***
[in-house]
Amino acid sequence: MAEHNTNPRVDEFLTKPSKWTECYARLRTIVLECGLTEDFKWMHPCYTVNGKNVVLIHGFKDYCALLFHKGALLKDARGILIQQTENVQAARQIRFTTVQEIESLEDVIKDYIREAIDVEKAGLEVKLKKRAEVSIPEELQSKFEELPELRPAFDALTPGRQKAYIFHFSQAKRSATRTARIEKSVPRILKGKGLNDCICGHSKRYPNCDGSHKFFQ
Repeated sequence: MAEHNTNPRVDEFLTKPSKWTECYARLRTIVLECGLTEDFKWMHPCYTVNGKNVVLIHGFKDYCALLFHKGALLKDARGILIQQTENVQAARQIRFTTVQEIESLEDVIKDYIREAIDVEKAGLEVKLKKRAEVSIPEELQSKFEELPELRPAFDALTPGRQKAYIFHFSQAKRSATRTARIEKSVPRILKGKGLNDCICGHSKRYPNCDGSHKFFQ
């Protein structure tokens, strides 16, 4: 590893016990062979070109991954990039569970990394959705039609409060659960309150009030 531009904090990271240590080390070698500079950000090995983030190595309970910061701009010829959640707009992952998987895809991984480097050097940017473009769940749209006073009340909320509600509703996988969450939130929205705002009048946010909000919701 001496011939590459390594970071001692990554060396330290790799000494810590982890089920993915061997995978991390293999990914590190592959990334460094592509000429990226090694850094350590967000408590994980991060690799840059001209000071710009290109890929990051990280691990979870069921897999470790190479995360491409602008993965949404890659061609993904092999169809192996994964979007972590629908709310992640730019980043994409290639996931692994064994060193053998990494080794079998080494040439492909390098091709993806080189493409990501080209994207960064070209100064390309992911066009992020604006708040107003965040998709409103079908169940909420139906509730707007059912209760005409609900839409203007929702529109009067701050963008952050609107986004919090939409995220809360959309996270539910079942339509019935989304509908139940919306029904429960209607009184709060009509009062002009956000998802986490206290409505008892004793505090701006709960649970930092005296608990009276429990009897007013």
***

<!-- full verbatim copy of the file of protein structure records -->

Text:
[in-house]
Amino acid sequence: MAEHNTNPRVDEFLTKPSKWTECYARLRTIVLECGLTEDFKWMHPCYTVNGKNVVLIHGFKDYCALLFHKGALLKDARGILIQQTENVQAARQIRFTTVQEIESLEDVIKDYIREAIDVEKAGLEVKLKKRAEVSIPEELQSKFEELPELRPAFDALTPGRQKAYIFHFSQAKRSATRTARIEKSVPRILKGKGLNDCICGHSKRYPNCDGSHKFFQ
Repeated sequence: MAEHNTNPRVDEFLTKPSKWTECYARLRTIVLECGLTEDFKWMHPCYTVNGKNVVLIHGFKDYCALLFHKGALLKDARGILIQQTENVQAARQIRFTTVQEIESLEDVIKDYIREAIDVEKAGLEVKLKKRAEVSIPEELQSKFEELPELRPAFDALTPGRQKAYIFHFSQAKRSATRTARIEKSVPRILKGKGLNDCICGHSKRYPNCDGSHKFFQ
């Protein structure tokens, strides 16, 4: 590893016990062979070109991954990039569970990394959705039609409060659960309150009030 531009904090990271240590080390070698500079950000090995983030190595309970910061701009010829959640707009992952998987895809991984480097050097940017473009769940749209006073009340909320509600509703996988969450939130929205705002009048946010909000919701 001496011939590459390594970071001692990554060396330290790799000494810590982890089920993915061997995978991390293999990914590190592959990334460094592509000429990226090694850094350590967000408590994980991060690799840059001209000071710009290109890929990051990280691990979870069921897999470790190479995360491409602008993965949404890659061609993904092999169809192996994964979007972590629908709310992640730019980043994409290639996931692994064994060193053998990494080794079998080494040439492909390098091709993806080189493409990501080209994207960064070209100064390309992911066009992020604006708040107003965040998709409103079908169940909420139906509730707007059912209760005409609900839409203007929702529109009067701050963008952050609107986004919090939409995220809360959309996270539910079942339509019935989304509908139940919306029904429960209607009184709060009509009062002009956000998802986490206290409505008892004793505090701006709960649970930092005296608990009276429990009897007013």